A breach of trust

Critics say state law is too lenient on those who sexually abuse their own family

During legislative hearings, Eileen Herring (top, at right) and Senator Jim Battin (center) promoted tougher penalties for intra-familial sexual abusers, in spite of opposition from Senator Carole Migden (bottom).

During legislative hearings, Eileen Herring (top, at right) and Senator Jim Battin (center) promoted tougher penalties for intra-familial sexual abusers, in spite of opposition from Senator Carole Migden (bottom).

On Tuesday, Governor Arnold Schwarzenegger announced the Sexual Predator Punishment and Control Act, which, among other things, would require registered sex offenders to “wear a global positioning device for the rest of their lives.”

In April, Eileen Herring testified before the Senate Public Safety Committee to show her support for Senate Bill 33, which seeks to amend California laws on intra-familial sexual abuse. Herring, who claims she was a victim of incest as a child, is now a mother of four who works for the California Teachers Association. She sat before the committee and quoted Gloria Steinem: “Law and justice aren’t always the same. When they aren’t, destroying the law may be the first step toward changing it.”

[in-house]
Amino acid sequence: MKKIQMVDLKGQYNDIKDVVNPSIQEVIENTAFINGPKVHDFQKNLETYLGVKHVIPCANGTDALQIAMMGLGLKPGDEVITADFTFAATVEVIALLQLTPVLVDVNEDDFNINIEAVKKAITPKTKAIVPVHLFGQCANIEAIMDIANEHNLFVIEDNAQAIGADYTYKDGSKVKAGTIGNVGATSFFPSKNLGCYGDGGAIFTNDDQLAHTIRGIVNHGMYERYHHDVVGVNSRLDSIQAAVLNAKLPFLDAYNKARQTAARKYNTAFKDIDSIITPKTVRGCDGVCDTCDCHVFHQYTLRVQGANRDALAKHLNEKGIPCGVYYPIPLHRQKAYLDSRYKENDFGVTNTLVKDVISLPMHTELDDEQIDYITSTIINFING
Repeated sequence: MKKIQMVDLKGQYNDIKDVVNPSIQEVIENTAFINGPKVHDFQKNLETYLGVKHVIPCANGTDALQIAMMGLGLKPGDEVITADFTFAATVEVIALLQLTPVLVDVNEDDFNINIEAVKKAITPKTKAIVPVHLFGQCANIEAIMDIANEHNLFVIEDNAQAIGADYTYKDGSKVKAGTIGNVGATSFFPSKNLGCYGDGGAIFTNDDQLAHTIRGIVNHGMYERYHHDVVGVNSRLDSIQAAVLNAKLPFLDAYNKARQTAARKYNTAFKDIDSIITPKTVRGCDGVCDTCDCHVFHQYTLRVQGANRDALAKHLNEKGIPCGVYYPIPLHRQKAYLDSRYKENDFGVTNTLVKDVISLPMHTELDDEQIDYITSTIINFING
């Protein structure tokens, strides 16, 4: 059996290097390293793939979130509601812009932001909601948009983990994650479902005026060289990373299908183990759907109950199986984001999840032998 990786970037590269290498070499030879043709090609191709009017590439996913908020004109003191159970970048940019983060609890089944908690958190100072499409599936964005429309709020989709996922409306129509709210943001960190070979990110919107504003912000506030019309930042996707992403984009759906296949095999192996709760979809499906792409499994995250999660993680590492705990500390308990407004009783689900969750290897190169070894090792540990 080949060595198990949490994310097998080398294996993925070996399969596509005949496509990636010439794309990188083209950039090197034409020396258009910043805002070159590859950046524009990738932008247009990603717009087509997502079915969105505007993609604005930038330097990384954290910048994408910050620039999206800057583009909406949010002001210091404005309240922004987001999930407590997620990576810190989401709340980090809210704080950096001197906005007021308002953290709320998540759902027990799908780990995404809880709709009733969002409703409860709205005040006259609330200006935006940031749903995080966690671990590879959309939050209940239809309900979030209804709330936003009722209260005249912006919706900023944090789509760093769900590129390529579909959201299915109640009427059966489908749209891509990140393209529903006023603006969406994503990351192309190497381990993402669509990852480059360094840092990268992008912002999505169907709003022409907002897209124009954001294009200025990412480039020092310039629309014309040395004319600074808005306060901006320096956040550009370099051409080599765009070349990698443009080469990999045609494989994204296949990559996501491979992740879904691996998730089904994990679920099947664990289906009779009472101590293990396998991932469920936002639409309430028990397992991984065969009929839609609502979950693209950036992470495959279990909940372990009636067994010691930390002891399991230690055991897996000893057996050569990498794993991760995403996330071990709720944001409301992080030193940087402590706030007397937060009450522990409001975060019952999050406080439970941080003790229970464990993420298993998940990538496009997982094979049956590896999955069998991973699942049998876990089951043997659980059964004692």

Republican Senator Jim Battin of Riverside County is trying to do just that. He authored S.B. 33, known as the “Circle of Trust” bill, which seeks to remove the loopholes in California law that allow the courts to offer more lenient sentences, including probation instead of prison, to those who abuse their own family members rather than strangers.

As Battin says of victims on his Web site: “They were betrayed by an adult who should have loved and protected them, then they were betrayed again by California law.”

As an example of how the law has worked, Herring related, for the Senate committee, her story of being molested from the age of 6 to the age of 15 by certain family members. At age 14, reads Herring’s transcript, she became convinced that the repeated abuse was criminal. She had to call Child Protective Services on her own behalf.